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The bigger the better


"Do we need church buildings? We are struggling in a small village to maintain a medieval church, and it occupies all our time."

HOW we think about our churches is critical to what we do with them. When a church building becomes too great a burden, a possibility is disposing of it. Contemporary culture teaches us to think predominantly for the present.

Most of us have moved on from the design era of "form follows function" which dominated architecture for a generation.

In contrast, most of our churches were designed as sacred space, set aside for meeting with God. Church buildings were designed to reflect and support the enormity of the event inside the walls.

Buildings that push our senses and imagination to new levels also push us beyond our bound-aries to seek a God who is greater than we are. Rather than producing little functional spaces that suit our religious meetings, I would like us to be building churches that use every skill available in 21st-century architecture to inspire and encourage us to know that God is beyond, above, and deeper in us than we can ever know. Isn’t that what St Paul’s Cathedral is about? You meet an infinite God in a great building, and an uninspiring God in a prosaic building.

Buildings in which prayers and sacraments have been shared for hundreds of years have a heavy sense of the presence of God among us, however small our numbers may be. The building itself, bearing its sacred quality, becomes part of a ministry of presence, something challenging, beautiful, and inspiring, standing in any local community, to engage people in subtle ways, whether they enter the building or not.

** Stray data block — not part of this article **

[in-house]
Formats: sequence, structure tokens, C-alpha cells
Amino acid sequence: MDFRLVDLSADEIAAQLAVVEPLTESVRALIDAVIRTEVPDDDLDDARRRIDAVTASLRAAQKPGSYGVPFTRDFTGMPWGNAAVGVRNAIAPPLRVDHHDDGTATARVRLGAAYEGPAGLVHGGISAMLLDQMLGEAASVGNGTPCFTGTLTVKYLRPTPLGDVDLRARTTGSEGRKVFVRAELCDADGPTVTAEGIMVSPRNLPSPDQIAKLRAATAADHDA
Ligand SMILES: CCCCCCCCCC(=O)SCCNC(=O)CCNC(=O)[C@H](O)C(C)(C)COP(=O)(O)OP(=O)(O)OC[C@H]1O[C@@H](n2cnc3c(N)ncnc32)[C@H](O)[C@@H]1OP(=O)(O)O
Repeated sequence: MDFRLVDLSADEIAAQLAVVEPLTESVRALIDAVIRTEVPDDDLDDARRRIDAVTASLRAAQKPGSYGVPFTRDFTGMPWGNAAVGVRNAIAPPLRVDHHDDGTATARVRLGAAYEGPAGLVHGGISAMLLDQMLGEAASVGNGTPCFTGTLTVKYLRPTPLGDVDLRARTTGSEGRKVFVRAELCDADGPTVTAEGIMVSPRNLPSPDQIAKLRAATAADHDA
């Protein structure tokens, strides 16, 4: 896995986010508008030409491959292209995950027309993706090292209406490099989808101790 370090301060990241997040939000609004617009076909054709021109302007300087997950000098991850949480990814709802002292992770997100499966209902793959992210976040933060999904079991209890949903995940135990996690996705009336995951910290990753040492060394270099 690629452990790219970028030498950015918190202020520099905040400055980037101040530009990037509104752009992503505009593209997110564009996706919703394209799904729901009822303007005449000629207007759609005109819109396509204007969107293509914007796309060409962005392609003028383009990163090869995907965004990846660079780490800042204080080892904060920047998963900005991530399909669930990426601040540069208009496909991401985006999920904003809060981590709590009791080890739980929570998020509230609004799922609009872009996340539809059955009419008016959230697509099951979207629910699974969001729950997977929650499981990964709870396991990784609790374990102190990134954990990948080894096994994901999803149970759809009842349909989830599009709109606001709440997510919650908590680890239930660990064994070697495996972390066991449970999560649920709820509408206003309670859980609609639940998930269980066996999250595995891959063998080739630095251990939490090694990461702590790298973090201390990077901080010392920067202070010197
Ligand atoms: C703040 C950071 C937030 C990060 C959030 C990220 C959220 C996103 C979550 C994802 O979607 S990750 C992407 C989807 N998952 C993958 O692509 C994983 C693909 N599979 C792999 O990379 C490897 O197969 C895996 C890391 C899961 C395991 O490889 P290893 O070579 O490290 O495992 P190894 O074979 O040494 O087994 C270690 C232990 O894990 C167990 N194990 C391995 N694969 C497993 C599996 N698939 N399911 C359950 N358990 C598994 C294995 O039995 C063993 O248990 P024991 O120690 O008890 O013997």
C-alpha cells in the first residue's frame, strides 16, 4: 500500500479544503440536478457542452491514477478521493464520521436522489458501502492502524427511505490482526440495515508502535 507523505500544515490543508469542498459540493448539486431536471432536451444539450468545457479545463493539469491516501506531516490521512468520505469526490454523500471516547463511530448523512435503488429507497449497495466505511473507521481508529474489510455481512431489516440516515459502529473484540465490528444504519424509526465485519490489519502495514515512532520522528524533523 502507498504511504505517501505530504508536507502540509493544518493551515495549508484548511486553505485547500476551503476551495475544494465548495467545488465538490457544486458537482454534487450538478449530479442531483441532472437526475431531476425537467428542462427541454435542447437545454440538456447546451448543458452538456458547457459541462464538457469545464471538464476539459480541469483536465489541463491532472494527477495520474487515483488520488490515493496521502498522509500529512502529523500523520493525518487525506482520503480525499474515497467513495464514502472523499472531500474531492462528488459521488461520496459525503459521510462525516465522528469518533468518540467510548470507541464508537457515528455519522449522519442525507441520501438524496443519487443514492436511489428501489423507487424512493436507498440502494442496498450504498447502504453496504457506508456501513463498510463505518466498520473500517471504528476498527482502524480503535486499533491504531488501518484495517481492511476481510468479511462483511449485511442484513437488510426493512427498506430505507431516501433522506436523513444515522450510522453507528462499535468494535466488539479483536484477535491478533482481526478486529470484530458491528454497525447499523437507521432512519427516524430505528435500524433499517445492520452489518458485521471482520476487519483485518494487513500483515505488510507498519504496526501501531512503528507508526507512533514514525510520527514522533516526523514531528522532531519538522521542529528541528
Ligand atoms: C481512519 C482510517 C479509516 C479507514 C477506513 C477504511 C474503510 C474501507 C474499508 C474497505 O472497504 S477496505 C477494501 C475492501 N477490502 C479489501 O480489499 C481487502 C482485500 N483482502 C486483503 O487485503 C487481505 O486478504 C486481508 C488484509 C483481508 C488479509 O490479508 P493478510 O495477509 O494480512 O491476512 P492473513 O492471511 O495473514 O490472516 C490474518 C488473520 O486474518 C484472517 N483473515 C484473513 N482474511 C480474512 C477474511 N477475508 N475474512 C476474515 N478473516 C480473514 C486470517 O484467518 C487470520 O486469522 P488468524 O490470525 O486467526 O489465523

organ fund-raising

David Knights of the Council for the Care of Churches has assured me of a less bleak scenario on organ fund-raising than the one mentioned in my column a few weeks ago (20 May).

The Heritage Lottery Fund, through its funding stream for features and fittings up to £50,000, is helping to fund some Victorian church organs with repair budgets in the £40-60,000 range.

Your application must show how you will increase access and educational opportunity through the project. Organ recitals and access programmes for school projects are the kind of thing that churches are developing. The website www. is helpful, and David Knights would be happy to hear from you also if you need further guidance.

Maggie Durran can be contacted at

Job of the week

Chaplain - Development

West Midlands

VACANCY ADVERTISEMENT CHAPLAIN - DEVELOPMENT 18.75 HOURS PER WEEK The Pastoral Care Team at The Myton Hospices is committed to the provision of spiritual care across the organisation and deliveri...  Read More

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Top feature

The lighter side of fund-raising

The lighter side of fund-raising

Maggie Durran reviews entries to a competition to find the best fund-raising ideas  Read More

Question of the week
Would you like to see religious ads at the cinema?

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